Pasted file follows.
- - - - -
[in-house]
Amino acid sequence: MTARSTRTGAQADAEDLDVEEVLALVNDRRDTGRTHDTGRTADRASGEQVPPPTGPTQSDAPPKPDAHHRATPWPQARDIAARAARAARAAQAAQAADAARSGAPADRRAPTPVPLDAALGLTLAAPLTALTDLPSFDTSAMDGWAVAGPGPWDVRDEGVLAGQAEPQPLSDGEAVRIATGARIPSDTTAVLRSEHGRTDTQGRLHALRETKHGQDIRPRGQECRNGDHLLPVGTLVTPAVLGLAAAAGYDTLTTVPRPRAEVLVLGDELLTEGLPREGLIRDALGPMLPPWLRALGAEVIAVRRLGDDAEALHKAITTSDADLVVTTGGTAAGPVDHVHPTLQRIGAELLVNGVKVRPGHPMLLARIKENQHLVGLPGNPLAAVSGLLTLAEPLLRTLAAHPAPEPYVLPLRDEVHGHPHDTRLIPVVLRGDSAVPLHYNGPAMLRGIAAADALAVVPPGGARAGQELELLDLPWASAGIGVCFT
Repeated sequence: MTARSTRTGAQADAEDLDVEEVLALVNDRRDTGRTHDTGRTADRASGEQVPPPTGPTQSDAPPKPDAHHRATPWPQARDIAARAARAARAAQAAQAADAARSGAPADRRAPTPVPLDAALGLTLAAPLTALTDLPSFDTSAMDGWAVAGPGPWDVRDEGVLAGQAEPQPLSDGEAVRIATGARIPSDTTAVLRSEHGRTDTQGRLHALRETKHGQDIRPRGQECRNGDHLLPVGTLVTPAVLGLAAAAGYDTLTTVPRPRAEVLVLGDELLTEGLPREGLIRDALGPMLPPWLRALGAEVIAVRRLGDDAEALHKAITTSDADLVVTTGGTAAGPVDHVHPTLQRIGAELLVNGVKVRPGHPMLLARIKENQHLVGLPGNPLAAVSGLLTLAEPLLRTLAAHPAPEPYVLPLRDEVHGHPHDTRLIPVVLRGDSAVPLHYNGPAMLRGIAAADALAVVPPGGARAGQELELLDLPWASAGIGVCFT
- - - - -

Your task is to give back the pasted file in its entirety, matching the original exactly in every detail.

[in-house]
Amino acid sequence: MTARSTRTGAQADAEDLDVEEVLALVNDRRDTGRTHDTGRTADRASGEQVPPPTGPTQSDAPPKPDAHHRATPWPQARDIAARAARAARAAQAAQAADAARSGAPADRRAPTPVPLDAALGLTLAAPLTALTDLPSFDTSAMDGWAVAGPGPWDVRDEGVLAGQAEPQPLSDGEAVRIATGARIPSDTTAVLRSEHGRTDTQGRLHALRETKHGQDIRPRGQECRNGDHLLPVGTLVTPAVLGLAAAAGYDTLTTVPRPRAEVLVLGDELLTEGLPREGLIRDALGPMLPPWLRALGAEVIAVRRLGDDAEALHKAITTSDADLVVTTGGTAAGPVDHVHPTLQRIGAELLVNGVKVRPGHPMLLARIKENQHLVGLPGNPLAAVSGLLTLAEPLLRTLAAHPAPEPYVLPLRDEVHGHPHDTRLIPVVLRGDSAVPLHYNGPAMLRGIAAADALAVVPPGGARAGQELELLDLPWASAGIGVCFT
Repeated sequence: MTARSTRTGAQADAEDLDVEEVLALVNDRRDTGRTHDTGRTADRASGEQVPPPTGPTQSDAPPKPDAHHRATPWPQARDIAARAARAARAAQAAQAADAARSGAPADRRAPTPVPLDAALGLTLAAPLTALTDLPSFDTSAMDGWAVAGPGPWDVRDEGVLAGQAEPQPLSDGEAVRIATGARIPSDTTAVLRSEHGRTDTQGRLHALRETKHGQDIRPRGQECRNGDHLLPVGTLVTPAVLGLAAAAGYDTLTTVPRPRAEVLVLGDELLTEGLPREGLIRDALGPMLPPWLRALGAEVIAVRRLGDDAEALHKAITTSDADLVVTTGGTAAGPVDHVHPTLQRIGAELLVNGVKVRPGHPMLLARIKENQHLVGLPGNPLAAVSGLLTLAEPLLRTLAAHPAPEPYVLPLRDEVHGHPHDTRLIPVVLRGDSAVPLHYNGPAMLRGIAAADALAVVPPGGARAGQELELLDLPWASAGIGVCFT